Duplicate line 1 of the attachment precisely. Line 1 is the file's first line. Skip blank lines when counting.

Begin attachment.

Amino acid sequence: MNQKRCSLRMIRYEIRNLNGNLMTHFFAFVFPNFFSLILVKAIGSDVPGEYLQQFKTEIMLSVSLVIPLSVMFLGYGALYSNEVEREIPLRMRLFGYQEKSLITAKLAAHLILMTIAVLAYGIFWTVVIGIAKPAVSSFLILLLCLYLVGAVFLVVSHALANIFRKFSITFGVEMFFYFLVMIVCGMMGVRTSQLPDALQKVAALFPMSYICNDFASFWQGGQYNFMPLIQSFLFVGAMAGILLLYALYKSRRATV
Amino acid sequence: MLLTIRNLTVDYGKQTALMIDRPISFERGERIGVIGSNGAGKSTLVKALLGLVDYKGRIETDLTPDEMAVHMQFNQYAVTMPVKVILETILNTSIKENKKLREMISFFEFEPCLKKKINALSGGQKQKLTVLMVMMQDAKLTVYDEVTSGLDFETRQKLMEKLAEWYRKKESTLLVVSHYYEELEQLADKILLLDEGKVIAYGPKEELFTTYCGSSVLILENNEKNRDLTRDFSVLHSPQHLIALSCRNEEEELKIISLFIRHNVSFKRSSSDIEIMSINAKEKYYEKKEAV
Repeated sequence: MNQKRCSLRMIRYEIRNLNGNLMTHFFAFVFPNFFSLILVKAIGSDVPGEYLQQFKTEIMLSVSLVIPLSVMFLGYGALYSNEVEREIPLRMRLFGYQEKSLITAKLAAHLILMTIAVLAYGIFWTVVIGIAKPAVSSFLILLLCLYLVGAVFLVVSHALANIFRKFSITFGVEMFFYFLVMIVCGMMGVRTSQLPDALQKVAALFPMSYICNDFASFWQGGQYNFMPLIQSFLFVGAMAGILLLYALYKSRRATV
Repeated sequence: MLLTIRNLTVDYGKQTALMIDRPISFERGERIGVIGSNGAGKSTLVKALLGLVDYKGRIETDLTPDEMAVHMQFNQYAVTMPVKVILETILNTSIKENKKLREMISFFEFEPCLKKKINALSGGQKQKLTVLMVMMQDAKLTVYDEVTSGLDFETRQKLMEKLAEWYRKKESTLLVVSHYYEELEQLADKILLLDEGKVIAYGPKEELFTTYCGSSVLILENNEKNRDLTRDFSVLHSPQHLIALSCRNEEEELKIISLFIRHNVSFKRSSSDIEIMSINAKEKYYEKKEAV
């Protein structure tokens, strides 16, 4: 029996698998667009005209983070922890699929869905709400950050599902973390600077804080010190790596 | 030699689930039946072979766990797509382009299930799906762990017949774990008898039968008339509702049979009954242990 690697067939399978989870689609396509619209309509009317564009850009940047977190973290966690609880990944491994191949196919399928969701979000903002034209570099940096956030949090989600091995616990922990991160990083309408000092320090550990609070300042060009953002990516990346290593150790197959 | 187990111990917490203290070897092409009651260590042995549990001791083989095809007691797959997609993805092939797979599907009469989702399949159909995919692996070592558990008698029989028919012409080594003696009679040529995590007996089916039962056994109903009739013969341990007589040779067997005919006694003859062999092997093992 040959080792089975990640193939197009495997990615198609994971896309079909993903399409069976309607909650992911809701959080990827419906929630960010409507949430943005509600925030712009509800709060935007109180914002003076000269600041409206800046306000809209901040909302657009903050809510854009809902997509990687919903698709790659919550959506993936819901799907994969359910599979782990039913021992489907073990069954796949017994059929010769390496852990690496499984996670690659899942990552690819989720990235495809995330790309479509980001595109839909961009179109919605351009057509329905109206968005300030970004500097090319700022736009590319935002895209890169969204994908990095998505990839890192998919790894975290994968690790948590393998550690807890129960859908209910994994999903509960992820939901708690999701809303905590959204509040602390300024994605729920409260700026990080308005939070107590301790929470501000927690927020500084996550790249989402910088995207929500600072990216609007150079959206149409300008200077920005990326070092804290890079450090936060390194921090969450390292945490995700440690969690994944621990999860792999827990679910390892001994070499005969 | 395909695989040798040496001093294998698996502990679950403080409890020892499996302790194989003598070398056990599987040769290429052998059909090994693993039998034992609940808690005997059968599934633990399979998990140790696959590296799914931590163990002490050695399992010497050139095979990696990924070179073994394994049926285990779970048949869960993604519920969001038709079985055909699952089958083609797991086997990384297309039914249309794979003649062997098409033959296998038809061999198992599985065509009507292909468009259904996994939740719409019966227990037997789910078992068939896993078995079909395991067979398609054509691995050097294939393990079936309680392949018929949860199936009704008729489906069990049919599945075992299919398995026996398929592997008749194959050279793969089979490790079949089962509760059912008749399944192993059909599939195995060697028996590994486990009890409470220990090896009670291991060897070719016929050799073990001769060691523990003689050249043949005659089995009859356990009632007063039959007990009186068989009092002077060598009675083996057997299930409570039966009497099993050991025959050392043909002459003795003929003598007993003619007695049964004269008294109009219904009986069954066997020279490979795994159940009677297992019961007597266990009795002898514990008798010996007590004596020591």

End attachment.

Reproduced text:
Amino acid sequence: MNQKRCSLRMIRYEIRNLNGNLMTHFFAFVFPNFFSLILVKAIGSDVPGEYLQQFKTEIMLSVSLVIPLSVMFLGYGALYSNEVEREIPLRMRLFGYQEKSLITAKLAAHLILMTIAVLAYGIFWTVVIGIAKPAVSSFLILLLCLYLVGAVFLVVSHALANIFRKFSITFGVEMFFYFLVMIVCGMMGVRTSQLPDALQKVAALFPMSYICNDFASFWQGGQYNFMPLIQSFLFVGAMAGILLLYALYKSRRATV